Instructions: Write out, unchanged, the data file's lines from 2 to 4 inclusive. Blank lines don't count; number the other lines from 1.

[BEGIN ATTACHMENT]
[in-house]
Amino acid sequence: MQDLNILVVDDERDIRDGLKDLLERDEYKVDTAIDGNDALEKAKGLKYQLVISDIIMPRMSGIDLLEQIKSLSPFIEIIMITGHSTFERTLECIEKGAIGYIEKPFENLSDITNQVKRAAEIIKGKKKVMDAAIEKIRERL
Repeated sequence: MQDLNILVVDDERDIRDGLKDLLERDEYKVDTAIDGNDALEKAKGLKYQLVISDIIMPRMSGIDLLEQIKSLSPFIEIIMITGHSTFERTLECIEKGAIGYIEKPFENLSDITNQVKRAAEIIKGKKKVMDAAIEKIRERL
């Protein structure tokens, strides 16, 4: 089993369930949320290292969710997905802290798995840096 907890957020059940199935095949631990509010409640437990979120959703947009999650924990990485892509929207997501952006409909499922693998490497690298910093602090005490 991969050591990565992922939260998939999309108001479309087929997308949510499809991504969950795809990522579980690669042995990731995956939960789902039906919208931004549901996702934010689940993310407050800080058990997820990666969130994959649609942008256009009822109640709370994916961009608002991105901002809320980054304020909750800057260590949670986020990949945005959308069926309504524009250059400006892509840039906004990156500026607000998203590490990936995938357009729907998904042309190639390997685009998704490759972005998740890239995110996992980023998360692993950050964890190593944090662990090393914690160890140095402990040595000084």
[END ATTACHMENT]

Amino acid sequence: MQDLNILVVDDERDIRDGLKDLLERDEYKVDTAIDGNDALEKAKGLKYQLVISDIIMPRMSGIDLLEQIKSLSPFIEIIMITGHSTFERTLECIEKGAIGYIEKPFENLSDITNQVKRAAEIIKGKKKVMDAAIEKIRERL
Repeated sequence: MQDLNILVVDDERDIRDGLKDLLERDEYKVDTAIDGNDALEKAKGLKYQLVISDIIMPRMSGIDLLEQIKSLSPFIEIIMITGHSTFERTLECIEKGAIGYIEKPFENLSDITNQVKRAAEIIKGKKKVMDAAIEKIRERL
């Protein structure tokens, strides 16, 4: 089993369930949320290292969710997905802290798995840096 907890957020059940199935095949631990509010409640437990979120959703947009999650924990990485892509929207997501952006409909499922693998490497690298910093602090005490 991969050591990565992922939260998939999309108001479309087929997308949510499809991504969950795809990522579980690669042995990731995956939960789902039906919208931004549901996702934010689940993310407050800080058990997820990666969130994959649609942008256009009822109640709370994916961009608002991105901002809320980054304020909750800057260590949670986020990949945005959308069926309504524009250059400006892509840039906004990156500026607000998203590490990936995938357009729907998904042309190639390997685009998704490759972005998740890239995110996992980023998360692993950050964890190593944090662990090393914690160890140095402990040595000084």